Suspected positive Covid-19 case reported by person attending Monday’s legislative meeting

Some members of the House are keeping to social distancing by sitting in Senate seats instead of their desks on Monday, Nov. 22 during a special session of the legislature at the Statehouse in Montpelier. Photo by Glenn Russell/VTDigger

A person believed to be positive about Covid-19 was at the Statehouse during Monday’s special legislative session, according to an email sent to lawmakers and legislative staff by the Capitol Police on Wednesday afternoon.

“We do not consider this circumstance to be a high risk for transmission, due to the transient nature of Monday’s activities and the limited time frame for exposure,” the email reads, which was shared with VTDigger.

The person was not symptomatic and did not know they might have been infected when they showed up to the statehouse Monday, according to the Capitol Police email.

Vaccinated people do not need to be quarantined after exposure to Covid-19 unless they develop symptoms, according to guidelines from the U.S. Centers for Disease Control and Prevention.

Everyone who entered the Statehouse on Monday was required to wear a mask.

The Capitol Police email recommended that unvaccinated individuals be tested twice — as soon as two days after exposure and then again seven days after exposure.

the CDC defines a case as “probable” when there is a positive antigen test. Antigen tests are less sensitive than PCR tests.

Capitol Police Chief Matthew Romei said he could not say why this case was labeled “presumptive”.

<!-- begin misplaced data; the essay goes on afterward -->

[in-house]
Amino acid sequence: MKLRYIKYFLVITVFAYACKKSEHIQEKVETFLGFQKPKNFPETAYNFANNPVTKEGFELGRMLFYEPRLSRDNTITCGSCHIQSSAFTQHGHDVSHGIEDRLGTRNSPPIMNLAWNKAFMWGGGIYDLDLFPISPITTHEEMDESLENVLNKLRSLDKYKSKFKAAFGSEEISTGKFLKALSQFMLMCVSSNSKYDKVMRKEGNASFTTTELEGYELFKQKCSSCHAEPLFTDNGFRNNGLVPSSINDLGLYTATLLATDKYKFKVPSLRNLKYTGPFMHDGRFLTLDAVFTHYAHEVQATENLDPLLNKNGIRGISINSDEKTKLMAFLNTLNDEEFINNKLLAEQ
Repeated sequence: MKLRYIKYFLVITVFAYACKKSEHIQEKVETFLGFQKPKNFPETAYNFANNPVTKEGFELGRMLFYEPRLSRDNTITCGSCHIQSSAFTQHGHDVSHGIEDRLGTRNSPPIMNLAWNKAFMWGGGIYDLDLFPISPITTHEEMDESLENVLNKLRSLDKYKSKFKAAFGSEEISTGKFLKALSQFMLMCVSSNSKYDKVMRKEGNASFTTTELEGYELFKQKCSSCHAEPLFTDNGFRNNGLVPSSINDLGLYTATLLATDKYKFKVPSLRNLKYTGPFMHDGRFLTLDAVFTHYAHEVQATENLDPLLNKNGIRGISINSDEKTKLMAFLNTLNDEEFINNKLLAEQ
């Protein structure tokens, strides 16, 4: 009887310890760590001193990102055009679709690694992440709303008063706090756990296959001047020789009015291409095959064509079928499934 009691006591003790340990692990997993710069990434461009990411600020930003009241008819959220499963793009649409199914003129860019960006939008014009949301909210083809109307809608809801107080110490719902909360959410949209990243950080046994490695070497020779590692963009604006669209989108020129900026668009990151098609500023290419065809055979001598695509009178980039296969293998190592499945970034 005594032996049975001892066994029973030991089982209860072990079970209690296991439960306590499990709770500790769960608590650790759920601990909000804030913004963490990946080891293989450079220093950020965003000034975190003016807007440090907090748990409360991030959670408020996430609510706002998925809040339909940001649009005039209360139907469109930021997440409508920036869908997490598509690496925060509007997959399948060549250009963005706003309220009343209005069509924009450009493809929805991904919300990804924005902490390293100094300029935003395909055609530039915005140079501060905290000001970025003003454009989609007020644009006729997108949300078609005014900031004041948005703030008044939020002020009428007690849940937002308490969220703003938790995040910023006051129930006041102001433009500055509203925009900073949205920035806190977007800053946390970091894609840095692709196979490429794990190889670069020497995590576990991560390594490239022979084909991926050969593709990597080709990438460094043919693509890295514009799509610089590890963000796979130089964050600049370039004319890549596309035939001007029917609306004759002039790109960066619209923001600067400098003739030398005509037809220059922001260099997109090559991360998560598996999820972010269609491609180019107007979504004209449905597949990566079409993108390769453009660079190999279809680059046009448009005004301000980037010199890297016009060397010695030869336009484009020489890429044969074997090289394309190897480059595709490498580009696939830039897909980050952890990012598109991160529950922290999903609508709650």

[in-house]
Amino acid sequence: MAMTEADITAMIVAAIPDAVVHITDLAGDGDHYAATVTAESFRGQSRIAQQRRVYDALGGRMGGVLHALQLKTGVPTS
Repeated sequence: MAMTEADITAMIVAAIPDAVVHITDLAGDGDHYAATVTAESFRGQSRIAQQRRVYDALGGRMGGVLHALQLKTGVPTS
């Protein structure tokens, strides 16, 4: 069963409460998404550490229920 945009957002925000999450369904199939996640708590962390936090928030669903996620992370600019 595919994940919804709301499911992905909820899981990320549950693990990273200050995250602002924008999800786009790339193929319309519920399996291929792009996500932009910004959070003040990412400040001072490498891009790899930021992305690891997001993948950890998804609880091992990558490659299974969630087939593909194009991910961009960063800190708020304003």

Rep. Mari Cordes, D-Lincoln, on Wednesday tweeted a screenshot of a Covid-19 exposure text warning.

Governor Phil Scott had convened the one-day special legislative session to consider whether municipalities should be allowed to impose their own mask mandates as a way to curb the spread of Covid-19, she said. While the Senate could meet remotely, a House quorum was required to conduct business.

“The transfer from the community is so high right now. This was a very risky move on the part of the Governor, and so any illness that comes into the Statehouse today will be on Governor Scott’s behalf,” Cordes said in an interview. “Therefore, and because of his profound lack of leadership in this Delta wave, I am calling on him to resign.”

“We will not dignify the Representative’s superficial comments with a response,” Governor spokesman Jason Maulucci wrote in an email to VTDigger Wednesday afternoon.

[Looking for data on breakthrough cases? See our reporting on the latest available statistics.]

Romei said this was the first mass exposure notice his department had to send, but the language was written and had been on standby for a while, just in case.

“We check the notifications, so when legislative leadership calls out and says, ‘Hey, we have a presumptive positive and this is the message we need to go out’, many of those messages that we pre-created for some time, actually waiting for this happens,” said Romei.

Conor Kennedy, chief of staff to House Speaker Jill Krowinski, D-Burlington, said he knew who tested positive but declined to share their names, citing respect for the person’s privacy.

“We’ve had discussions at a very high level, but out of respect for personal health information and the process in general, we’re following the guidelines of the health department and the CDC, just to let everyone know,” Kennedy said.

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